Set out no later than 7am but don’t put your boots on yet as you will need to cross the river first. The old trail used to go via Pos 1 Batu Lintang but now amost everybody uses the Korong HP route. Ojeks are possible in dry weather from Rantau Malam to Koronghape / Korong HP (438m) which is the forest entrance or ‘pintu rimba’ and has HP (Hand Phone) in the name because you can indeed get a simple phone signal here (unlike in Rantau Malam itself). Ojeks cost Rp75,000 in 2018 and take 40 minutes as opposed to 2 hours on foot along very hot logging roads leading up and down. There is no obvious sign at the forest entrance at Korong HP, perhaps to dissuade folk from trying to do this without a guide.

From Koronghape, the proper trekking begins and one of the finest views of the trek is only 30 minutes into the forests. On your right you should be able to see Bukit Baka in the distance, the other ‘hill’ that gives its name to the National Park, plus a higher peak on the left that locals call Damar. The trail leads onward to a new trail sign (625m) after 3.3km (about 90 minutes from Korong HP). You are now just under 20km from the summit! Continue for 500m to Pos 3 Sungai Menyanoi (640m) where there is a stream, then on to Pos 4 Sungai Mangan (also around 640m) which has only small pools of water in the dry season and on to the huge tree and National Park hornbill (enggang) signs at Simpang Lekawai (655m).

If you can make it to the camping area at Pos 5 Hulu Rabang (720m) (estimated 6 hours total trekking time from Korong HP) then you have made a good enough start in terms of distance even if you haven’t done much in the way of ascent yet. This is a nice spot with a flowing stream, but be warned that there are a lot of sweat bees in this area which can be a nuisance until dusk. If you still have energy then consider continuing to Pos 6 Hulu Jelundung or Pos 7 Linang which is 200m from a waterfall. You should hear plenty of hornbills in the skies above you today and may even see or hear proboscis monkeys (charmingly known in Indonesia as ‘monyet Belanda’ or Dutch monkeys).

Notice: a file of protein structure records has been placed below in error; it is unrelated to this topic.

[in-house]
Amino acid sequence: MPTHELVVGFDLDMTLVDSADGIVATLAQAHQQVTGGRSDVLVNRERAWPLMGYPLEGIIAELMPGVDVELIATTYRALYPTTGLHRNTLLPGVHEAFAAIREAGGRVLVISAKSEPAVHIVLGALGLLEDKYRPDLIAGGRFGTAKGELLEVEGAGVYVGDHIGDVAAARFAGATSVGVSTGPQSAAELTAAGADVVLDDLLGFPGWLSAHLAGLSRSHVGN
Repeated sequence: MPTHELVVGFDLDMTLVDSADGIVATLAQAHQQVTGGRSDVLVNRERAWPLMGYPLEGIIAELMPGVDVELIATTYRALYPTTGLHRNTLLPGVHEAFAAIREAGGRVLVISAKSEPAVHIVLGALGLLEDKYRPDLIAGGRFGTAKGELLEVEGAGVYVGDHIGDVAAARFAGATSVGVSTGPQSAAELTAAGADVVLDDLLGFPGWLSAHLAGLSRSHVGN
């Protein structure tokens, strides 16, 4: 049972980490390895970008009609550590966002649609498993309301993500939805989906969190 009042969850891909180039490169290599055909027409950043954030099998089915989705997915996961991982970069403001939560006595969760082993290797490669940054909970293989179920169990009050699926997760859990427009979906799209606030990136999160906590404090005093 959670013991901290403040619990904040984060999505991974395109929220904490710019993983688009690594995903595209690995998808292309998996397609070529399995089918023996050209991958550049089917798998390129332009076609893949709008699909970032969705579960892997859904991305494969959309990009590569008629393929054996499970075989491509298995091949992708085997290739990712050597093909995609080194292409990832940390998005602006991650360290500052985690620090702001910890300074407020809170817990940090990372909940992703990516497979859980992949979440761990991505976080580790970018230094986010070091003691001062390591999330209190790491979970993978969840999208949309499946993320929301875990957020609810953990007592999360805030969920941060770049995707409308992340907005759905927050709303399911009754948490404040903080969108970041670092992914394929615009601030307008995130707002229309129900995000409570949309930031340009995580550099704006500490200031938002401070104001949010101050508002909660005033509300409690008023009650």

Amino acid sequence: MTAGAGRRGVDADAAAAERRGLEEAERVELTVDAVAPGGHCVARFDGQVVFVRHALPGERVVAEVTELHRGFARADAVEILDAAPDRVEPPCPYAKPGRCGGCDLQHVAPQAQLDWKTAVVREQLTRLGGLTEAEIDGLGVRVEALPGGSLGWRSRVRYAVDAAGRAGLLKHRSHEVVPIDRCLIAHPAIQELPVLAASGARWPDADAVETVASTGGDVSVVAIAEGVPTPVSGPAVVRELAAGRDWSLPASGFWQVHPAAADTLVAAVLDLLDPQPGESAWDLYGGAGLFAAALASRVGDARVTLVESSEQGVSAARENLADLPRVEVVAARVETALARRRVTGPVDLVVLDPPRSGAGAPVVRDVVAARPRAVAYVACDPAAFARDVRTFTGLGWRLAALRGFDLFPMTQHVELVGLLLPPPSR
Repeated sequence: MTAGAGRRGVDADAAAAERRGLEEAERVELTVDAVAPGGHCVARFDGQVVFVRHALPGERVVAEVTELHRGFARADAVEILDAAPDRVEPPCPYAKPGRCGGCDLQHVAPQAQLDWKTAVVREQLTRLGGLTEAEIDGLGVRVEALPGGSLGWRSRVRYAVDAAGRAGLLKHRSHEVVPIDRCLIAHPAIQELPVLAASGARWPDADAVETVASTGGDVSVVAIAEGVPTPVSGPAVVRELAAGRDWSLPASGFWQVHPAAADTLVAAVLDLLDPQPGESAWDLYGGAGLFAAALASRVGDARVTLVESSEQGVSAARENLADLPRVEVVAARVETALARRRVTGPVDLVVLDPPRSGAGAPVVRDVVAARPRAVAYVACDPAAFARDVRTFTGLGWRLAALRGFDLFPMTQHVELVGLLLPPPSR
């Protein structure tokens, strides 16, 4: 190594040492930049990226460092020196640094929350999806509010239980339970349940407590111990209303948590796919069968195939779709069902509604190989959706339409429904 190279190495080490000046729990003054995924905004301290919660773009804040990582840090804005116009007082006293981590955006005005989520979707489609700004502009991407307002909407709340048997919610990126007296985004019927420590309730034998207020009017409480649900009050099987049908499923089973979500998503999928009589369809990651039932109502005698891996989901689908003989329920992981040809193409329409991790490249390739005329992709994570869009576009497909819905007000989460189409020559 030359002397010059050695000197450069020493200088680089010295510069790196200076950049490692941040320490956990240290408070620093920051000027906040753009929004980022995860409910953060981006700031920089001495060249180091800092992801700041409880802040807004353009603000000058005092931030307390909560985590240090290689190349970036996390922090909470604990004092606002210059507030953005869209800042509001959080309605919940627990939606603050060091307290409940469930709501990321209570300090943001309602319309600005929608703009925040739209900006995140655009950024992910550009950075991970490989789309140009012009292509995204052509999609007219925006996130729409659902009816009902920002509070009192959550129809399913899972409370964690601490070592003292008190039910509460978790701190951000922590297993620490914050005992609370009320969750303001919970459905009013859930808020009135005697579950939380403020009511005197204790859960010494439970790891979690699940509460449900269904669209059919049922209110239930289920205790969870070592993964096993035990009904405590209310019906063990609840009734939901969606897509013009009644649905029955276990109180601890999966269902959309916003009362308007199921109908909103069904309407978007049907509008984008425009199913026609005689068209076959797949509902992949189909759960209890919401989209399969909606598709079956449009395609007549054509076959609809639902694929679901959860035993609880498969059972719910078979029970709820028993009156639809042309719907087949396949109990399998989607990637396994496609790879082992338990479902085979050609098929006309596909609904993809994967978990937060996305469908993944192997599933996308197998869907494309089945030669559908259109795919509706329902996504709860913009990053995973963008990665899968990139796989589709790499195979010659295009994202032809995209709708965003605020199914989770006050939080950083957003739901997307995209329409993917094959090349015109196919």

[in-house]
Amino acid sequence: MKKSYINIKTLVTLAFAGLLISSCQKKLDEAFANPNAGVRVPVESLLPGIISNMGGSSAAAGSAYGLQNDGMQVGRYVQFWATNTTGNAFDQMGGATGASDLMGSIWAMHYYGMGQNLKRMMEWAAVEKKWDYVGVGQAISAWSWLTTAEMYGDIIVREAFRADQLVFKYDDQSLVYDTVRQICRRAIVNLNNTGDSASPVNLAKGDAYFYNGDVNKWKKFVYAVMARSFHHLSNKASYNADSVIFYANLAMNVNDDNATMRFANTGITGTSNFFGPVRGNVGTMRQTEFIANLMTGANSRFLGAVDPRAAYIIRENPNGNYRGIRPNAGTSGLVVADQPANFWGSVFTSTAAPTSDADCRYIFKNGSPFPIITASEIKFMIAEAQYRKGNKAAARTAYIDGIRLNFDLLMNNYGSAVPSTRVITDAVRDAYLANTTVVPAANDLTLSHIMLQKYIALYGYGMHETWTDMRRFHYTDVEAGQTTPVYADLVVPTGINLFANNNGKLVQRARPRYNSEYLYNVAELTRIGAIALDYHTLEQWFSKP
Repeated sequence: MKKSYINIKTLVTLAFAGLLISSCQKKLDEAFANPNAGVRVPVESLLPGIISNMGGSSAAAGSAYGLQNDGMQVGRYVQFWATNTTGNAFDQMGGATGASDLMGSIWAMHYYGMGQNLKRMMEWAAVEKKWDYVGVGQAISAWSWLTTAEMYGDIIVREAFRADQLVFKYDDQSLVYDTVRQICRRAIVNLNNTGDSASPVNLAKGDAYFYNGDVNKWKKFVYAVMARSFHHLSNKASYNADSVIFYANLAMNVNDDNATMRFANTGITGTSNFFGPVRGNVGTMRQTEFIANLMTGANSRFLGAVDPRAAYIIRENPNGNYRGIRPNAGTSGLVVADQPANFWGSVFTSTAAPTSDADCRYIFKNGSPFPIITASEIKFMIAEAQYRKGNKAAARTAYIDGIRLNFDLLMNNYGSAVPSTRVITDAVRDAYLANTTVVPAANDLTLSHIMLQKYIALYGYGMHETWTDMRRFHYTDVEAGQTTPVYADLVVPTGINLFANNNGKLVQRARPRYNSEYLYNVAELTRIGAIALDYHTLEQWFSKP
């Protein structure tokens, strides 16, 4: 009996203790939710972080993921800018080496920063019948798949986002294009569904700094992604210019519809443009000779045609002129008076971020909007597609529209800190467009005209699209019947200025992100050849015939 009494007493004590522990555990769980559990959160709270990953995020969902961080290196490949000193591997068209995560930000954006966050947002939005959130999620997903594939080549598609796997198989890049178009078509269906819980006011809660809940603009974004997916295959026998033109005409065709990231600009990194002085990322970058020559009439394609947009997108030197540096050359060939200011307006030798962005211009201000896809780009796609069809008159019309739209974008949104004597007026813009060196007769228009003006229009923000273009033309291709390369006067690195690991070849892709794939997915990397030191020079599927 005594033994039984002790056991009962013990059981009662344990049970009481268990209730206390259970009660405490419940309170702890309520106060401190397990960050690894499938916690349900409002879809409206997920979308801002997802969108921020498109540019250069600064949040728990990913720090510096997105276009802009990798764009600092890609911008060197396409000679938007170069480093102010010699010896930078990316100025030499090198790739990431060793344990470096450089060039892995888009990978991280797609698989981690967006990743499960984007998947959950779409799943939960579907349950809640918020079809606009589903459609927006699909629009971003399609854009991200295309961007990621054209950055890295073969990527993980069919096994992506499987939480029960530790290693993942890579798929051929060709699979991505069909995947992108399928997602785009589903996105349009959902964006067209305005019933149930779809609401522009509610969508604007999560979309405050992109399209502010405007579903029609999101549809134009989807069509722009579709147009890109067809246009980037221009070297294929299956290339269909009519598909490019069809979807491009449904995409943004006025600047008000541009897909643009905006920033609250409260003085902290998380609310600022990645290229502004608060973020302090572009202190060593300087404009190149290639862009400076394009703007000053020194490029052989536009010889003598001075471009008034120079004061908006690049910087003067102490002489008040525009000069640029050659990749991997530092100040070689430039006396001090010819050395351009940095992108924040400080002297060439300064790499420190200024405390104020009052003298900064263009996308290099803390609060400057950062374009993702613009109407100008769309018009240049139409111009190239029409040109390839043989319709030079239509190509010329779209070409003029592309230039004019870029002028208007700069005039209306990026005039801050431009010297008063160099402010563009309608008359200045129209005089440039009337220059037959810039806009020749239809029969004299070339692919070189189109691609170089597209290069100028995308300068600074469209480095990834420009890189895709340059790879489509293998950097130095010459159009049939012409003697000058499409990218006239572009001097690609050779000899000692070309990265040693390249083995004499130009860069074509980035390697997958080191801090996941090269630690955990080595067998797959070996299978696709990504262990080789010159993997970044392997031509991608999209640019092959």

Day 5 (HIKING DAY 2): From Pos Rabang, the trail continues via Pos 6 Hulu Jelundung (1,260m) and Pos Bayangan (1,365m) to Pos 7 Linang (1,350m). Pos Linang has a bad reputation for leeches but in dry conditions there are very few and indeed the space is one of the flattest areas to camp at on the trek. From Linang, it is only 5.5km to the peak, but this is where the hard work begins. Aim to reach Pos 8 Soa Tohotung or nearby Soa Badak (1,580m) and camp there. Note that Pos 8 is 200m off the main trail so unless camping there you will not pass by it. Neither would you pass by the overgrown cement pillar that marks the boundary between West and Central Kalimantan. From Rabang to Tohotung would not take longer than about 6 hours.

Day 6 (HIKING DAY 3): A very early start today, wasting no daylight, with the aim being to reach the summit by mid or late morning (estimated 3-4 hours from Tohotung). The trail climbs steeply before you reach the base of a large cliff (1,980m) known as Jempol. From a little further along (at 2,015m) there are some excellent views. You will need to use all fours limbs to climb up the steep, mossy, and increasingly overgrown trail from this point onward. Whereas lower down you can easily cover 1 kilometre in a short time, here to the summit takes a much longer time as there are many gnarled branches acting as obstacles to progress as you gain the summit ridge. Look out for pitcher plants here. There is also a National Park sign about rhododendrons.

Eventually you will have reached the peak which is a small clearing. The summit is known locally as Puncak Kakam referring to a mythical bird of ancient times. Most sources state that Bukit Raya is 2,278 metres high but based on SRTM analysis and also August 2018 GPS data we conclude that Bukit Raya is at least 2,300m and may be as high as 2,305m. Views are limited at the peak unless you climb onto a mound at the base of one of the shrub-like trees. In clear weather there is a decent view in one or two directions. There are two simple wooden Dayak shrines to ancestors and to the forest, in which cigarettes and coins are traditionally left. Look for the small wooden statues below. There are also one or two black squirrels than enjoy eating food scraps left by hikers at the summit and they are quite tame.